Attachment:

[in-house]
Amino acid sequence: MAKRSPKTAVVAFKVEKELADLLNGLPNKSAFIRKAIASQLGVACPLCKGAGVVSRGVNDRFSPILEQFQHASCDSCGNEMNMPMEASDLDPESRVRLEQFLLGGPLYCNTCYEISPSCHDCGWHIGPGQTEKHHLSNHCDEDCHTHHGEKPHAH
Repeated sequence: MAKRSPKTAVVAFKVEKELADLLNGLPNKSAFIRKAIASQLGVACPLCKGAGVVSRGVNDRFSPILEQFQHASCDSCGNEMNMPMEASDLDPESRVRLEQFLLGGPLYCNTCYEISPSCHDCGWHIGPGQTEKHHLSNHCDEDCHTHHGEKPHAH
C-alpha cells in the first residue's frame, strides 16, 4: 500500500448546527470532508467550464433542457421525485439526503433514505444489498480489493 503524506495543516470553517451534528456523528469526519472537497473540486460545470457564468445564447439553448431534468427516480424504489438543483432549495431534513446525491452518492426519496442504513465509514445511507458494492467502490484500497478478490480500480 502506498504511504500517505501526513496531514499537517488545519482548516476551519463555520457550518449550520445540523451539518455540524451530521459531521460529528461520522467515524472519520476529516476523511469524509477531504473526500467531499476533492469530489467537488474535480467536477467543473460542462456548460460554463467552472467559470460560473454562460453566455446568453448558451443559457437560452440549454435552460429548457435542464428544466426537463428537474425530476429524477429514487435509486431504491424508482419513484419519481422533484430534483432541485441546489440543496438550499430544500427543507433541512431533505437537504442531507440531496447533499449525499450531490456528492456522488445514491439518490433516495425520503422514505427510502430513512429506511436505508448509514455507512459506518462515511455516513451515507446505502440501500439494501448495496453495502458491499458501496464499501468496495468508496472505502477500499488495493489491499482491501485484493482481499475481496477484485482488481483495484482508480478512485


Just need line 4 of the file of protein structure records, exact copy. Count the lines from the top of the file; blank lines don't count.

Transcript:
C-alpha cells in the first residue's frame, strides 16, 4: 500500500448546527470532508467550464433542457421525485439526503433514505444489498480489493 503524506495543516470553517451534528456523528469526519472537497473540486460545470457564468445564447439553448431534468427516480424504489438543483432549495431534513446525491452518492426519496442504513465509514445511507458494492467502490484500497478478490480500480 502506498504511504500517505501526513496531514499537517488545519482548516476551519463555520457550518449550520445540523451539518455540524451530521459531521460529528461520522467515524472519520476529516476523511469524509477531504473526500467531499476533492469530489467537488474535480467536477467543473460542462456548460460554463467552472467559470460560473454562460453566455446568453448558451443559457437560452440549454435552460429548457435542464428544466426537463428537474425530476429524477429514487435509486431504491424508482419513484419519481422533484430534483432541485441546489440543496438550499430544500427543507433541512431533505437537504442531507440531496447533499449525499450531490456528492456522488445514491439518490433516495425520503422514505427510502430513512429506511436505508448509514455507512459506518462515511455516513451515507446505502440501500439494501448495496453495502458491499458501496464499501468496495468508496472505502477500499488495493489491499482491501485484493482481499475481496477484485482488481483495484482508480478512485